Staff Publications

Staff Publications

  • external user (warningwarning)
  • Log in as
  • language uk
  • About

    'Staff publications' is the digital repository of Wageningen University & Research

    'Staff publications' contains references to publications authored by Wageningen University staff from 1976 onward.

    Publications authored by the staff of the Research Institutes are available from 1995 onwards.

    Full text documents are added when available. The database is updated daily and currently holds about 240,000 items, of which 72,000 in open access.

    We have a manual that explains all the features 

Record number 532260
Title Prunus fruit juices
Author(s) Toydemir, Gamze; Boyacioglu, Dilek; Hall, R.D.; Beekwilder, M.J.; Capanoglu, Esra
Source In: Innovative Technologies in Beverage Processing / Aguiló-Aguayo, I., Plaza, L., Chichester UK : Wiley - ISBN 9781118929377 - p. 59 - 77.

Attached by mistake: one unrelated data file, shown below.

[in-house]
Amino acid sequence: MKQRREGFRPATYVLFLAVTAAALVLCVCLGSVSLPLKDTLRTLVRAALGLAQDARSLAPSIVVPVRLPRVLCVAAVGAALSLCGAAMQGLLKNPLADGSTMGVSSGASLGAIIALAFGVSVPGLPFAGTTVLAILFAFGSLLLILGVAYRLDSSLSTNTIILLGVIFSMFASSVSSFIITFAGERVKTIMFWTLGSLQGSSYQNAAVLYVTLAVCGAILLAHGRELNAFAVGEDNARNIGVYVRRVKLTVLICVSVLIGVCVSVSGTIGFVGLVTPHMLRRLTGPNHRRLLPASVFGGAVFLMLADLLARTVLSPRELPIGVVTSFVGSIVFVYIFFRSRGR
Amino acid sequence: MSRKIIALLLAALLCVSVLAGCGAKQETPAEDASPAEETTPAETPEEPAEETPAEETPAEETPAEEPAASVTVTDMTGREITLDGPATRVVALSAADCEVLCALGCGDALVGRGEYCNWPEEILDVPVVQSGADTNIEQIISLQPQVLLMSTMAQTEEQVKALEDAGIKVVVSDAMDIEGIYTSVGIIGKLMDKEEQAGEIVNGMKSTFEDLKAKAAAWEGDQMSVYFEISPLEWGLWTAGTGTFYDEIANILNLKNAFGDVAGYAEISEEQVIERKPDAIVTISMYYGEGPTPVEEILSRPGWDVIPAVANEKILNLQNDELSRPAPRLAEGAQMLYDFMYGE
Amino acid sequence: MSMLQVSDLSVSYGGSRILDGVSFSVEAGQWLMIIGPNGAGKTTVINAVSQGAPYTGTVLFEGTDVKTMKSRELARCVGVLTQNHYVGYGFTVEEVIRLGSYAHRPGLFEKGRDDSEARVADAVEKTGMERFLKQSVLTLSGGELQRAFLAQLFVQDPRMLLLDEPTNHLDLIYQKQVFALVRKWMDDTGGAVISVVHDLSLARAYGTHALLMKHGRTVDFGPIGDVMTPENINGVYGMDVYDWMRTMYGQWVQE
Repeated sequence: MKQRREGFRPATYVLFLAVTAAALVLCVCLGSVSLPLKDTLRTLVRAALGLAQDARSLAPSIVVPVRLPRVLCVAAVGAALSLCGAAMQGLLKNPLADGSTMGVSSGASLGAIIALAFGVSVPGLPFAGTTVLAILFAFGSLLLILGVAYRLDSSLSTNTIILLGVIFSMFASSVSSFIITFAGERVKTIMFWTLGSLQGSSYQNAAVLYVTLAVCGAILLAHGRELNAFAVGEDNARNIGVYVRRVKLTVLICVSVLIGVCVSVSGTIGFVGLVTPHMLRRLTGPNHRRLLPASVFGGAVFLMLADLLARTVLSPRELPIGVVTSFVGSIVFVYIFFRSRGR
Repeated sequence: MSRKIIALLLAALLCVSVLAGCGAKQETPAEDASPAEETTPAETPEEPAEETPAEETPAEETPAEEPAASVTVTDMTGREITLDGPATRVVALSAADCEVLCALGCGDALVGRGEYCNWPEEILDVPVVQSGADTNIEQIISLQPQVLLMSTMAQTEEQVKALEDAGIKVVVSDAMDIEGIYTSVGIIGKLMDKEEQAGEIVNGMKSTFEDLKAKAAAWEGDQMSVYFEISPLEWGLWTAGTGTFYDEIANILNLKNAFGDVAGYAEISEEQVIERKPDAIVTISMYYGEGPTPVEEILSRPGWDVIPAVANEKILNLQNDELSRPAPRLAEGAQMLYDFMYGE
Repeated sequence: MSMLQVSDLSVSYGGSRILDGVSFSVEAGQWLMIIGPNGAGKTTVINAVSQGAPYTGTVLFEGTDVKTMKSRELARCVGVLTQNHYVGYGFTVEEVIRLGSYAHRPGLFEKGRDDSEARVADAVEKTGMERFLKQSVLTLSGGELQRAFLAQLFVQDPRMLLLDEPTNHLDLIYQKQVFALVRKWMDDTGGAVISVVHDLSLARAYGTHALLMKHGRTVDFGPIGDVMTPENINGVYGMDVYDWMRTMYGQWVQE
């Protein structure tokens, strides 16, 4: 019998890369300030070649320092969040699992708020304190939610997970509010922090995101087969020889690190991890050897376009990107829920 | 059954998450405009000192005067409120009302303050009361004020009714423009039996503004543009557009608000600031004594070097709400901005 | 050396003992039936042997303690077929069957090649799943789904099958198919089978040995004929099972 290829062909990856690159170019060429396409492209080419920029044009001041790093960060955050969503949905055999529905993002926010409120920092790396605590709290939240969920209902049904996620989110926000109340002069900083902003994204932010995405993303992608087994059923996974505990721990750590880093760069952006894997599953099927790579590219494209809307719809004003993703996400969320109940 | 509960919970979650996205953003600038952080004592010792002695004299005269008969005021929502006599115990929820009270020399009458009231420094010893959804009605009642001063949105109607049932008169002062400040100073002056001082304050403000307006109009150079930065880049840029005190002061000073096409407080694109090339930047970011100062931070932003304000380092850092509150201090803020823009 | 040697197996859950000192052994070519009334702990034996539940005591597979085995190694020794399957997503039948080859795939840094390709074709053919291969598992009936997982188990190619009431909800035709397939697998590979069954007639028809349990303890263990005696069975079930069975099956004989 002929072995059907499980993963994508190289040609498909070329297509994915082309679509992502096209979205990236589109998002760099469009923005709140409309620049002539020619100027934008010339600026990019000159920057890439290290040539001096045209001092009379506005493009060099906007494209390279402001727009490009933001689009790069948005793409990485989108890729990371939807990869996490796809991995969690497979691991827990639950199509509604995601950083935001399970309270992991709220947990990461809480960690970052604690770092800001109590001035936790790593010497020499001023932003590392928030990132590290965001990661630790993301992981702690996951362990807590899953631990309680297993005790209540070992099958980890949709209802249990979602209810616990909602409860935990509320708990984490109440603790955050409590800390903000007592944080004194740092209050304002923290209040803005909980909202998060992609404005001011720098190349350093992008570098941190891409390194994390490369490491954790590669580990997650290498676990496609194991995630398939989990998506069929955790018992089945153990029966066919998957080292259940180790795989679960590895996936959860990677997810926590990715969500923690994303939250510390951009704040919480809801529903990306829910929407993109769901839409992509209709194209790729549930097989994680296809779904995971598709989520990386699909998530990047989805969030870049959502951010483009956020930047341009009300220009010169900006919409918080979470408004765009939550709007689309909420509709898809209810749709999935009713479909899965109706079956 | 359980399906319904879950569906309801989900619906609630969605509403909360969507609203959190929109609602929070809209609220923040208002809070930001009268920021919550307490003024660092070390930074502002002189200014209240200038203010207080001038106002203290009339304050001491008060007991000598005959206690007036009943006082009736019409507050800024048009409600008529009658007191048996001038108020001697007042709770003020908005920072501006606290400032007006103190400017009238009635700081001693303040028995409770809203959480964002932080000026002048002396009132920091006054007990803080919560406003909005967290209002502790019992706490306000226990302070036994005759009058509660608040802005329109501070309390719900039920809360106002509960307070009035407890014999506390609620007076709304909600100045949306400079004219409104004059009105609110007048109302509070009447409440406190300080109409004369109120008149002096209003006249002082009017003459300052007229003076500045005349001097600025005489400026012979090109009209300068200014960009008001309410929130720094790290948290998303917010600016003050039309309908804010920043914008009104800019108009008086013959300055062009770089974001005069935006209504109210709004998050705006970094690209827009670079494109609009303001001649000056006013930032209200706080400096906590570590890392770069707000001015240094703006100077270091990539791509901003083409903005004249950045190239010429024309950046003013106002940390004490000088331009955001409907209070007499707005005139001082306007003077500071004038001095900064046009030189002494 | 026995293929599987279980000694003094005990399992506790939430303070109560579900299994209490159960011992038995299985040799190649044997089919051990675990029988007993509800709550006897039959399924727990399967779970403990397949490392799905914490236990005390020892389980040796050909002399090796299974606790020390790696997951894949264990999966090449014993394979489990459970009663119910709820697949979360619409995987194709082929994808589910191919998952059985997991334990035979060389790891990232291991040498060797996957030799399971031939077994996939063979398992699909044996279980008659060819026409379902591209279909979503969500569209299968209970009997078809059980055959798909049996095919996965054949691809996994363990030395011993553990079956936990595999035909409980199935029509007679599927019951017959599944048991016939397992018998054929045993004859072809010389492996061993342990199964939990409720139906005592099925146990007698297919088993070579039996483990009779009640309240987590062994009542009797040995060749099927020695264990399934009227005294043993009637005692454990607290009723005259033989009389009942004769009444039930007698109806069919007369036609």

DOI http://dx.doi.org/10.1002/9781118929346.ch3
Department(s) Laboratory of Plant Physiology
PRI BIOS Applied Metabolic Systems
Publication type Peer reviewed book chapter
Publication year 2017
Abstract The juice drinks obtained from Prunus fruit species, apricot (Prunus armeniaca), cherry (sweet cherry (Prunus avium) and sour cherry (Prunus cerasus)), peach (Prunus persica), and plum (Prunus domestica), are gaining increasing interest as a convenient alternative to fresh fruits. The conventional thermal pasteurization of fruit juices may cause some quality deterioration, such as nonenzymatic browning, losses of essential nutrients, and changes in physicochemical and organoleptic properties. Recently, novel nonthermal technologies are being extensively explored as promising alternatives to avoid the negative effects of heat pasteurization. The most studied nonthermal processing methods in Prunus fruit juices are pulsed electric fields and high-pressure processing, which are reviewed in detail in the scope of this chapter by describing the aim and the basic concepts, and highlighting their effects on microbial quality, enzymatic activity, and physical, chemical, and sensory properties of Prunus fruit juices.
Comments
There are no comments yet. You can post the first one!
Post a comment
 
Please log in to use this service. Login as Wageningen University & Research user or guest user in upper right hand corner of this page.